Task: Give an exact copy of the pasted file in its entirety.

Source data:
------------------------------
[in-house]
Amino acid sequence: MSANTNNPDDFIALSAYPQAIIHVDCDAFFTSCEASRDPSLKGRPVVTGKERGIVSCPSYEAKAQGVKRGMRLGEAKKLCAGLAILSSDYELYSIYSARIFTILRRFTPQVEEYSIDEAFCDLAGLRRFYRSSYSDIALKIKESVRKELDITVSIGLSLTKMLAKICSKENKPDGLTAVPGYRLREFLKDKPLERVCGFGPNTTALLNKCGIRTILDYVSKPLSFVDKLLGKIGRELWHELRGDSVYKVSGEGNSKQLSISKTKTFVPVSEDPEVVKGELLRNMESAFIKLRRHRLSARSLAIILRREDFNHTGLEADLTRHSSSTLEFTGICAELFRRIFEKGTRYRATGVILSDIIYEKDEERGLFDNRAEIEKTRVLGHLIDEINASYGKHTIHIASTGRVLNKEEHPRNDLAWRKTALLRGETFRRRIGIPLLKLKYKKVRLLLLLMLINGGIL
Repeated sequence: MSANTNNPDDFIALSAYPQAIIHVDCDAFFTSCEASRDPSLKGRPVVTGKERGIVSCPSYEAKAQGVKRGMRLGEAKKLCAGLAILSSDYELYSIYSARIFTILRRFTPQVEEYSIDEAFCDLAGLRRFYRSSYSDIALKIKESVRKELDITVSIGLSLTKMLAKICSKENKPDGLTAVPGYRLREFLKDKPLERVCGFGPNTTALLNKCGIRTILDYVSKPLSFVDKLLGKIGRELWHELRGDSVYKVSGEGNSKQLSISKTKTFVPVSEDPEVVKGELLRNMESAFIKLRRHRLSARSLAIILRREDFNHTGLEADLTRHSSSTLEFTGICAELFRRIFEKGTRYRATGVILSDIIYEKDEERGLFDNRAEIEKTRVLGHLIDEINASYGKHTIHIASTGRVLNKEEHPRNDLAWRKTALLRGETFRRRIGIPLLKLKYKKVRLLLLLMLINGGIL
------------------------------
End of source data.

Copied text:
[in-house]
Amino acid sequence: MSANTNNPDDFIALSAYPQAIIHVDCDAFFTSCEASRDPSLKGRPVVTGKERGIVSCPSYEAKAQGVKRGMRLGEAKKLCAGLAILSSDYELYSIYSARIFTILRRFTPQVEEYSIDEAFCDLAGLRRFYRSSYSDIALKIKESVRKELDITVSIGLSLTKMLAKICSKENKPDGLTAVPGYRLREFLKDKPLERVCGFGPNTTALLNKCGIRTILDYVSKPLSFVDKLLGKIGRELWHELRGDSVYKVSGEGNSKQLSISKTKTFVPVSEDPEVVKGELLRNMESAFIKLRRHRLSARSLAIILRREDFNHTGLEADLTRHSSSTLEFTGICAELFRRIFEKGTRYRATGVILSDIIYEKDEERGLFDNRAEIEKTRVLGHLIDEINASYGKHTIHIASTGRVLNKEEHPRNDLAWRKTALLRGETFRRRIGIPLLKLKYKKVRLLLLLMLINGGIL
Repeated sequence: MSANTNNPDDFIALSAYPQAIIHVDCDAFFTSCEASRDPSLKGRPVVTGKERGIVSCPSYEAKAQGVKRGMRLGEAKKLCAGLAILSSDYELYSIYSARIFTILRRFTPQVEEYSIDEAFCDLAGLRRFYRSSYSDIALKIKESVRKELDITVSIGLSLTKMLAKICSKENKPDGLTAVPGYRLREFLKDKPLERVCGFGPNTTALLNKCGIRTILDYVSKPLSFVDKLLGKIGRELWHELRGDSVYKVSGEGNSKQLSISKTKTFVPVSEDPEVVKGELLRNMESAFIKLRRHRLSARSLAIILRREDFNHTGLEADLTRHSSSTLEFTGICAELFRRIFEKGTRYRATGVILSDIIYEKDEERGLFDNRAEIEKTRVLGHLIDEINASYGKHTIHIASTGRVLNKEEHPRNDLAWRKTALLRGETFRRRIGIPLLKLKYKKVRLLLLLMLINGGIL